AbstractEmbodied image schemas are central to experientialist accounts of meaning-making. Research from several disciplines has evidenced their pervasiveness in motivating form and meaning in both literal and figurative expressions across diverse semiotic systems and art forms (e.g., Gibbs and Colston; Hampe; Johnson; Lakoff; and Mandler). This paper aims to highlight structural similarities between, on the one hand, dynamic image schemas and force schemas and, on the other, hand shapes and gestural movements. Such flexible correspondences between conceptual and gestural schematicity are assumed to partly stem from experiential bases shared by incrementally internalized conceptual structures and the repeated gestural (re-) enacting of bodily actions as well as more abstract semantic primitives (Lakoff). Gestures typically consist of evanescent, metonymically reduced hand configurations, motion onsets, or movement traces that minimally suggest, for instance, a PATH, the idea of CONTAINMENT, an IN-OUT spatial relation, or the momentary loss of emotional BALANCE. So, while physical in nature, gestures often emerge as rather schematic gestalts that, as such, have the capacity to vividly convey essential semantic and pragmatic aspects of high relevance to the speaker. It is further argued that gesturally instantiated image schemas and force dynamics are inherently meaningful structures that typically underlie more complex semantic and pragmatic processes involving, for instance, metonymy, metaphor, and frames. First, I discuss previous work on how image schemas, force gestalts, and mimetic schemas may underpin hand gestures and body postures. Drawing on Gibbs’ dynamic systems account of image schemas, I then introduce an array of tendencies in gestural image schema enactments: body-inherent/self-oriented (body as image-schematic structure; forces acting upon the body); environment-oriented (material culture including spatial structures), and interlocutor-oriented (intersubjective understanding). Adopting a dynamic systems perspective (e.g.,Thompson and Varela) thus puts the focus on how image schemas and force gestalts that operate in gesture may function as cognitive-semiotic organizing principles that underpin a) the physical and cognitive self-regulation of speakers; b) how they interact with the (virtual) environment while talking; and c) intersubjective instances of resonance and understanding between interlocutors or between an artwork and its beholder. Examples of these patterns are enriched by video and motion-capture data, showing how numeric kinetic data allow one to measure the temporal and spatial dimensions of gestural articulations and to visualize movement traces.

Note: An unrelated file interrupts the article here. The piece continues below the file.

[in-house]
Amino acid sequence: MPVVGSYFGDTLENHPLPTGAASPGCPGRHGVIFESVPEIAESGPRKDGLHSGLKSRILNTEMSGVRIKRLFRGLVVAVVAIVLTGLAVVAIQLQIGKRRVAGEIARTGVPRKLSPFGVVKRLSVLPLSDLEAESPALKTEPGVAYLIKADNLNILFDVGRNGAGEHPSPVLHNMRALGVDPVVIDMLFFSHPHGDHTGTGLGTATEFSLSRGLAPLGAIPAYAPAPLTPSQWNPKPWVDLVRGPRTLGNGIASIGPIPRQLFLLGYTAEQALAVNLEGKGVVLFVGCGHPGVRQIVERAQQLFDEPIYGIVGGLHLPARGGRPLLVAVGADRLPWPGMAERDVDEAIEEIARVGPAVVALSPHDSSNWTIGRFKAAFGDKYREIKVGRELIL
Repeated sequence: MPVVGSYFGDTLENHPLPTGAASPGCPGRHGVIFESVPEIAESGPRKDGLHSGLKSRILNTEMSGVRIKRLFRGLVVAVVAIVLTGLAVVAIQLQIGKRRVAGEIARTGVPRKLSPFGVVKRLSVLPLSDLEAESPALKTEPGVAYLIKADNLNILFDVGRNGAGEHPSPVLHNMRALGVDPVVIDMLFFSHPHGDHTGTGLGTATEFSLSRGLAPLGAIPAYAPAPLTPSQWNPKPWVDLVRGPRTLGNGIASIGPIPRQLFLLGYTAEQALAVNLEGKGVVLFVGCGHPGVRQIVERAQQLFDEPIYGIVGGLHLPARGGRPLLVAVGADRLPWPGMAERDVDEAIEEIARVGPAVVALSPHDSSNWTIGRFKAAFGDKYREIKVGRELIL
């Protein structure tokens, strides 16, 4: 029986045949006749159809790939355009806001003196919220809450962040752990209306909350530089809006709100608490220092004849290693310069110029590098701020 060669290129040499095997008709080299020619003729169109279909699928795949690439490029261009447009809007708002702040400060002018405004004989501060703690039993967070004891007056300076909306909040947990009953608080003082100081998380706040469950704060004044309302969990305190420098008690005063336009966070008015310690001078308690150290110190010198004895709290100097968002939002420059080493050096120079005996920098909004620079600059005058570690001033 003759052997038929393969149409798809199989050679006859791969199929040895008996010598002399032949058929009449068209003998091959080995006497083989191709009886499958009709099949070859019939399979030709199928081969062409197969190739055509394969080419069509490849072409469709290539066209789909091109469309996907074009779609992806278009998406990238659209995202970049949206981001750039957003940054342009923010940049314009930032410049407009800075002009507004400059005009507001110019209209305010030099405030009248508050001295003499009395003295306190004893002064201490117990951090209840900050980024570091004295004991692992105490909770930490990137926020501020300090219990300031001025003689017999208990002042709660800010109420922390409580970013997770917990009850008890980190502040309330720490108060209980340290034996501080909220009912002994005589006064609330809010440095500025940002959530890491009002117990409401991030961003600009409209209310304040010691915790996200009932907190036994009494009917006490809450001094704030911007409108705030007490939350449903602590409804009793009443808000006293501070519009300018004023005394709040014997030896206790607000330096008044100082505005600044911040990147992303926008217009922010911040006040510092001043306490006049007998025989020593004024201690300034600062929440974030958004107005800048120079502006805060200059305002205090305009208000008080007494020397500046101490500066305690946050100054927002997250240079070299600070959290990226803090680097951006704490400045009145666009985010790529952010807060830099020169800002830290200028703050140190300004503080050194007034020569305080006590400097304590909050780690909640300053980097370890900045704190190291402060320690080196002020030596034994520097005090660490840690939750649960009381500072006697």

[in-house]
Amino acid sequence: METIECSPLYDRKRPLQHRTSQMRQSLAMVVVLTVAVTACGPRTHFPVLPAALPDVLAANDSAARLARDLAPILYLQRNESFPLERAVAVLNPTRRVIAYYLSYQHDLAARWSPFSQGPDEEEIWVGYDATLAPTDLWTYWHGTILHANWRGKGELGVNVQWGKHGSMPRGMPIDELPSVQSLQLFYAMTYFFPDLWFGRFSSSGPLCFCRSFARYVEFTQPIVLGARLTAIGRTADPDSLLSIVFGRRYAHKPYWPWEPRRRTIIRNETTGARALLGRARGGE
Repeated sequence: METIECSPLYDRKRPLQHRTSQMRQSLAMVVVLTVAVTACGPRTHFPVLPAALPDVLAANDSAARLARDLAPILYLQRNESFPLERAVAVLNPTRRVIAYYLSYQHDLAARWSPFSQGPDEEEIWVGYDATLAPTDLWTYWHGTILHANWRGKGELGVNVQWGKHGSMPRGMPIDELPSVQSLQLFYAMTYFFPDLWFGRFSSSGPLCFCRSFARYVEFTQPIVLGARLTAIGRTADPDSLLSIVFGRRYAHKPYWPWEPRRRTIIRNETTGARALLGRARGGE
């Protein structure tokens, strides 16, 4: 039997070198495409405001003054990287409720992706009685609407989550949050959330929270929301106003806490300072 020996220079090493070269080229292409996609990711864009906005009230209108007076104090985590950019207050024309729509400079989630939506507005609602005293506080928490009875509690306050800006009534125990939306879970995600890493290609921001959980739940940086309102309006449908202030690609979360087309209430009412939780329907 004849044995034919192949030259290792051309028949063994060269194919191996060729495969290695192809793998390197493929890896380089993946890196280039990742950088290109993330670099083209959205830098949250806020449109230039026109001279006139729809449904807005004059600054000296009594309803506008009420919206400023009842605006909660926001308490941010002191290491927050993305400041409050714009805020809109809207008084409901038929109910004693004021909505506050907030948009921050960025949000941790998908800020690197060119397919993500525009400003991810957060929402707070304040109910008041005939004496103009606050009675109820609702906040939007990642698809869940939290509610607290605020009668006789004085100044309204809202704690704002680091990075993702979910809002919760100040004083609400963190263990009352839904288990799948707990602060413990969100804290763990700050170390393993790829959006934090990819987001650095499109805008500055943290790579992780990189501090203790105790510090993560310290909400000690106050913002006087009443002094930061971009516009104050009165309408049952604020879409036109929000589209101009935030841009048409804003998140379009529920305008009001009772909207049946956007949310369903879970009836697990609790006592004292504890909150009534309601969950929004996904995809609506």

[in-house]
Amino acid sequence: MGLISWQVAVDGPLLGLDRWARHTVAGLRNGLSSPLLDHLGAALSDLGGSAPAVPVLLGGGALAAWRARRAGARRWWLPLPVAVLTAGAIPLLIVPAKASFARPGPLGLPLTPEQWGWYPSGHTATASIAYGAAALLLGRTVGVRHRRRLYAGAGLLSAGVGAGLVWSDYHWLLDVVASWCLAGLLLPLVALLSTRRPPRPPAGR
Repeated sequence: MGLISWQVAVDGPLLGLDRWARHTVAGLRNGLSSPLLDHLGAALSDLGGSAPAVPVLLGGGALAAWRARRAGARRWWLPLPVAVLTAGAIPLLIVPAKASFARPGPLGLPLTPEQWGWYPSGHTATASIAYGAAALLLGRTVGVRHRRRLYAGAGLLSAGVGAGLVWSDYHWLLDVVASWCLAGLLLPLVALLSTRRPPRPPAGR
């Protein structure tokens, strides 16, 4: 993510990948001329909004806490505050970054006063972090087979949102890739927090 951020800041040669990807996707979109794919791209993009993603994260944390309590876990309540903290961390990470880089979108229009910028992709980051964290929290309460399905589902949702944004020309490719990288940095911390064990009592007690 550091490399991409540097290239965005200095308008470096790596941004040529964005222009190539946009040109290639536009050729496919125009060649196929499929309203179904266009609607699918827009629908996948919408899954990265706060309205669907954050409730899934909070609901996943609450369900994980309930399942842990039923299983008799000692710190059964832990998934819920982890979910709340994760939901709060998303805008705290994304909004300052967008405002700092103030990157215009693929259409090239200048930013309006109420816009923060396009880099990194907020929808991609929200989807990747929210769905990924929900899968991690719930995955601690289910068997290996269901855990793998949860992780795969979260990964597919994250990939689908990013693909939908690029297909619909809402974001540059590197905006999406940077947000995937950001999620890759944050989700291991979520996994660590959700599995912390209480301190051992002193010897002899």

Cognitive Semiotics – de Gruyter
Published: May 30, 2018
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